[Haskell-cafe] Type System vs Test Driven Development

Evan Laforge qdunkan at gmail.com
Thu Jan 6 03:26:52 CET 2011

On Wed, Jan 5, 2011 at 1:27 PM, Gregory Collins <greg at gregorycollins.net> wrote:
> On Wed, Jan 5, 2011 at 9:02 PM, Jonathan Geddes
> <geddes.jonathan at gmail.com> wrote:
>> Despite all this, I suspect that since Haskell is at a higher level of
>> abstraction than other languages, the tests in Haskell must be at a
>> correspondingly higher level than the tests in other languages. I can
>> see that such tests would give great benefits to the development
>> process. I am convinced that I should try to write such tests. But I
>> still think that Haskell makes a huge class of tests unnecessary.

I write plenty of tests.  Where static typing helps is that of course
I don't write tests for type errors, and more things are type errors
than might be in other languages (such as incomplete cases).  But I
write plenty of tests to verify high level relations: with this input,
I expect this kind of output.

A cheap analogue to "test driven" that I often do is "type driven", I
write down the types and functions with the hard bits filled in with
'undefined'.  Then I :reload the module until it typechecks.  Then I
write tests against the hard bits, and run the test in ghci until it


> QuickCheck especially is great because it automates this tedious work:
> it fuzzes out the input for you and you get to think in terms of
> higher-level invariants when testing your code. Since about six months
> ago with the introduction of JUnit XML support in test-framework, we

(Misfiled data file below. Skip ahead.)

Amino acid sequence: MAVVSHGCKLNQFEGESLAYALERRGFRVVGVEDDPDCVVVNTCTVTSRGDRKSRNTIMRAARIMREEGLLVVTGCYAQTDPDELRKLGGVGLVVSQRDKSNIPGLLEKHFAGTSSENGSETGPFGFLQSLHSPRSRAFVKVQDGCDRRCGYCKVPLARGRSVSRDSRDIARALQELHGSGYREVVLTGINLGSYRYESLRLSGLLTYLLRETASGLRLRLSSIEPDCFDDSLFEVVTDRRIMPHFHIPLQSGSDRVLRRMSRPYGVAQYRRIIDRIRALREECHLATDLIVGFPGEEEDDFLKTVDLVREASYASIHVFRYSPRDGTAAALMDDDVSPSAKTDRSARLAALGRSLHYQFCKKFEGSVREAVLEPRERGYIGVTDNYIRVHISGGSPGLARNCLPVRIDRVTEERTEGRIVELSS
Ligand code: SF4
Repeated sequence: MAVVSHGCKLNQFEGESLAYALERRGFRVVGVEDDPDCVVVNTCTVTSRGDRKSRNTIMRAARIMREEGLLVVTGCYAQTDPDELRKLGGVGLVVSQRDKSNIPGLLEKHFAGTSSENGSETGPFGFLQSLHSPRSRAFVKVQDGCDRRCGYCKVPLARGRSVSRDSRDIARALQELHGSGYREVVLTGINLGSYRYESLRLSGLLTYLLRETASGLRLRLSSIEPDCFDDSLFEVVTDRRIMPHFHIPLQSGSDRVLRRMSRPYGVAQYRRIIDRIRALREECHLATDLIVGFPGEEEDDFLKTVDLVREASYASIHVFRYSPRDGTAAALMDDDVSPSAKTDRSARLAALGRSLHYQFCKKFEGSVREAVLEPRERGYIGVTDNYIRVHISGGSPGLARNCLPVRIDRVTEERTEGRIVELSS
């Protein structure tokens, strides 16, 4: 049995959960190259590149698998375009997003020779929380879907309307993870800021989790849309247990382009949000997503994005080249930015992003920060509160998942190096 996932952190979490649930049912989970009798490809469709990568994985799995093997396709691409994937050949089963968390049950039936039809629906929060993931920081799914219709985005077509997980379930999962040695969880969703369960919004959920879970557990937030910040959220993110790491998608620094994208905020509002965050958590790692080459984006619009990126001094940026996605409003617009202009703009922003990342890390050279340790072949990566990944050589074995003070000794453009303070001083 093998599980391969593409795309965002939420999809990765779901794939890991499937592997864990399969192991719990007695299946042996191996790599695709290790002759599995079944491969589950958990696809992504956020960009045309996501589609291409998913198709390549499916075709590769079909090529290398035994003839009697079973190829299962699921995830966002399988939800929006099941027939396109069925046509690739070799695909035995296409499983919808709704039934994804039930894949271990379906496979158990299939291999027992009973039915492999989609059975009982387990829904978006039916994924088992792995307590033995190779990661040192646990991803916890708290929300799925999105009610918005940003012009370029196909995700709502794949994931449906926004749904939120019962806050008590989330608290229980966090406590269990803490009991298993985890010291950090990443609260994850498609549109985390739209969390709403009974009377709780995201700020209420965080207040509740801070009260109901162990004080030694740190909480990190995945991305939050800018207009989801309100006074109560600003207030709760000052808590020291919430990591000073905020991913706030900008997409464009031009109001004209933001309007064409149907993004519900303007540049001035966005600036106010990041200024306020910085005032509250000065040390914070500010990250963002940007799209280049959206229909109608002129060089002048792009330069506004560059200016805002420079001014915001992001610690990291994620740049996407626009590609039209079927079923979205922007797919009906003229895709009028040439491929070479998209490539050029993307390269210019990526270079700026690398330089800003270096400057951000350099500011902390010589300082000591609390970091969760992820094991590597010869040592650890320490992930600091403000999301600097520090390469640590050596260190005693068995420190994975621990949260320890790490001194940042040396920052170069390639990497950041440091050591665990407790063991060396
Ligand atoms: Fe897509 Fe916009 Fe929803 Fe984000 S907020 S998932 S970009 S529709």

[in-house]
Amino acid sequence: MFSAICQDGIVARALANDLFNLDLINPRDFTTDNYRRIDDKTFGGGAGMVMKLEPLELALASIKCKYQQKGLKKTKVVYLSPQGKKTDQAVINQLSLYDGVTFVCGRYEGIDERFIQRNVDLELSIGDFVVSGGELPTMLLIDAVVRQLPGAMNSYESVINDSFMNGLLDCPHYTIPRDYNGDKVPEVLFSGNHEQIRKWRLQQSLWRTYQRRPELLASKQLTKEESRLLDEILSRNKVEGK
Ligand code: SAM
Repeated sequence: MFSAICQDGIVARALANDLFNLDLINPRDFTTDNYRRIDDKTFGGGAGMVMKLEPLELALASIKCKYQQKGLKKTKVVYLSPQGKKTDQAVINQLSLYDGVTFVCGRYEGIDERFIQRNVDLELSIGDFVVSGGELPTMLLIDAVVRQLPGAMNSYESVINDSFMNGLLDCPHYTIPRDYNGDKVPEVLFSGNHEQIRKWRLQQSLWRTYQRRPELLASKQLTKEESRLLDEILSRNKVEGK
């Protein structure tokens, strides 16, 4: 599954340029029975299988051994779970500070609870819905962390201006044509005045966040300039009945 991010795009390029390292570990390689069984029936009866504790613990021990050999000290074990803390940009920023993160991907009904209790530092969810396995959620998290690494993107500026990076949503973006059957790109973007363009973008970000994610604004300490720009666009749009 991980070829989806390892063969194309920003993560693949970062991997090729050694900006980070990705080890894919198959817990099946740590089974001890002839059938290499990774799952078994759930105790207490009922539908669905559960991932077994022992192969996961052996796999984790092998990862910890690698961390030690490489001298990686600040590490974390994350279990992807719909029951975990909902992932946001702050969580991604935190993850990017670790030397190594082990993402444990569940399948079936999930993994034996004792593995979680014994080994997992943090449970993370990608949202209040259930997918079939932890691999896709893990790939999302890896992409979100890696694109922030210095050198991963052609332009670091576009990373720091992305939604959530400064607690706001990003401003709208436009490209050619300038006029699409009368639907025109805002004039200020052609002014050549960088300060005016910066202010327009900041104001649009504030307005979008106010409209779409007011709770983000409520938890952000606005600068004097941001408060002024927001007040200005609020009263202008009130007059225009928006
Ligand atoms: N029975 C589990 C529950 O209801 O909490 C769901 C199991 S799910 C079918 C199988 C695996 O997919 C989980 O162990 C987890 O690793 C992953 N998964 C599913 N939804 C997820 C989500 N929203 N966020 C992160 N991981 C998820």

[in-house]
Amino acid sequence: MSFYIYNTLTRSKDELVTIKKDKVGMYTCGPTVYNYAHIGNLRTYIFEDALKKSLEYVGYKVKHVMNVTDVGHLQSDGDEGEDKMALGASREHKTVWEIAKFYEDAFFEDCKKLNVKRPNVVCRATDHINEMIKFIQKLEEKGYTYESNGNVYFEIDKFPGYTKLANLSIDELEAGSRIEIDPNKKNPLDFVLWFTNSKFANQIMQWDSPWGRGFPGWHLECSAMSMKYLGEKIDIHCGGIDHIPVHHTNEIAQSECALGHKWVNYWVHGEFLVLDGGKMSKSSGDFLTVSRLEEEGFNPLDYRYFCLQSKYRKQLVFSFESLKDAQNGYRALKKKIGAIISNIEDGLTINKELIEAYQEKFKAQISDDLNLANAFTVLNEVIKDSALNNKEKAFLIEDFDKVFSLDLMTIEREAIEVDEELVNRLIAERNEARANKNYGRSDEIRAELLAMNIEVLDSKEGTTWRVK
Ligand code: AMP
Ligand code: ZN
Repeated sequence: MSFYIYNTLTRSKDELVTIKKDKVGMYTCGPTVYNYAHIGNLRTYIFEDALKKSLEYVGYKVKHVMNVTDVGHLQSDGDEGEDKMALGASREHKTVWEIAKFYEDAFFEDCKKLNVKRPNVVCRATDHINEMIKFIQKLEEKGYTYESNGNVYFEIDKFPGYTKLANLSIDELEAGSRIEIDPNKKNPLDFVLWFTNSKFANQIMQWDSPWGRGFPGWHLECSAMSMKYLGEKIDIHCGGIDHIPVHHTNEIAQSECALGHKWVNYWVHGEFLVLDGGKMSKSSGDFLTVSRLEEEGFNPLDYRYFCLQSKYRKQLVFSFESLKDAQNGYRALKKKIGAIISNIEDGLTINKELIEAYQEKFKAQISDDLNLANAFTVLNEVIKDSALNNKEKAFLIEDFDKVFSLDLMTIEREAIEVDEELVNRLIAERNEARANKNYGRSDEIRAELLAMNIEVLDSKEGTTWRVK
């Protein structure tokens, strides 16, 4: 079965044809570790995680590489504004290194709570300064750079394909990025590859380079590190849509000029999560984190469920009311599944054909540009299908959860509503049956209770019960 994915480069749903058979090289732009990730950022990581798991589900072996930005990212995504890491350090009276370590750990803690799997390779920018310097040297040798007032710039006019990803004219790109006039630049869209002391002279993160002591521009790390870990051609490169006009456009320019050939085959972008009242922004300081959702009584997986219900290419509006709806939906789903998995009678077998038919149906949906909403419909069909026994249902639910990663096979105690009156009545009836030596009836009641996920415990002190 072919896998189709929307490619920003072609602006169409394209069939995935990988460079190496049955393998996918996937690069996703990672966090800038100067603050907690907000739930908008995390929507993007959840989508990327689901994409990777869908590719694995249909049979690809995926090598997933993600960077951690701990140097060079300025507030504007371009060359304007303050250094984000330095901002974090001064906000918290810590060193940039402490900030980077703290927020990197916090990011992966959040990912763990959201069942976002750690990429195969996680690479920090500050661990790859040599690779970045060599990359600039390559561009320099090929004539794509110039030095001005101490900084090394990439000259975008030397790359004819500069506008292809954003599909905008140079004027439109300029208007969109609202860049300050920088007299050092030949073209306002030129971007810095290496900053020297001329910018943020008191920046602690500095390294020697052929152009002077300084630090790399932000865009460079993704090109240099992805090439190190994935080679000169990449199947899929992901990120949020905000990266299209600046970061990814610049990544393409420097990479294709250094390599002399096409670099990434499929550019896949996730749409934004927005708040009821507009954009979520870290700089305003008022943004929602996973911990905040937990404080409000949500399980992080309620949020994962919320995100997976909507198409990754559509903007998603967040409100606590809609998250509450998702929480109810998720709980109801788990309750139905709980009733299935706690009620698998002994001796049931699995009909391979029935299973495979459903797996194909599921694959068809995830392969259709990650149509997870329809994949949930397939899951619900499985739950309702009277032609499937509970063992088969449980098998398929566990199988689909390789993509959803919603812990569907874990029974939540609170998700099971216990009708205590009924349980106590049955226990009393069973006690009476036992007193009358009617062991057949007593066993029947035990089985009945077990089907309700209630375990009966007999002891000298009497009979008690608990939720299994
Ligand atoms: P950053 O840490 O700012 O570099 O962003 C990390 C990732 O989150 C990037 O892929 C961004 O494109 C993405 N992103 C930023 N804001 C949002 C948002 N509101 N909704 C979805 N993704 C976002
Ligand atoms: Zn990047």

> also have plug-in instrumentation support with continuous integration
> tools like Hudson:

Incidentally, I've never been able to figure out how to use
QuickCheck.  Maybe it has more to do with my particular app, but
QuickCheck seems to expect simple input data and simple properties
that should hold relating the input and output, and in my experience
that's almost never true.  For instance, I want to ascertain that a
function is true for "compatible" signals and false for "incompatible"
ones, where the definition of compatible is quirky and complex.  I can
make quickcheck generate lots of random signals, but to make sure the
"compatible" is right means reimplementing the "compatible" function.
Or I just pick a few example inputs and expected outputs.  To get
abstract enough that I'm not simply reimplementing the function under
test, I have to move to a higher level, and say that notes that have
incompatible signals should be distributed among synthesizers so they
don't make each other sound funny.  But now it's too high level: I
need a definition of "sound funny" and a model of a synthesizer... way
too much work and it's fuzzy anyway.  And at this level the input data
is complex enough that I'd have to spend a lot of time writing and
tweaking (and testing!) the data generator to verify it's covering the
part of the state space I want to verify.

I keep trying to think of ways to use QuickCheck, and keep failing.

In my experience, the main work of testing devolves to a library of
functions to create the input data, occasionally very complex, and a
library of functions to extract the interesting bits from the output
data, which is often also very complex.  Then it's just a matter of
'equal (extract (function (generate input data))) "abstract
representation of output data"'.  This is how I do testing in python
too, so I don't think it's particularly haskell-specific.

I initially tried to use the test-framework stuff and HUnit, but for
some reason it was really complicated and confusing to me, so I gave
up and wrote my own that just runs all functions starting with
'test_'.  It means I don't get to use the fancy tools, but I'm not
sure I need them.  A standard profile output to go into a tool to draw
some nice graphs of performance after each commit would be nice
though, surely there is such a thing out there?

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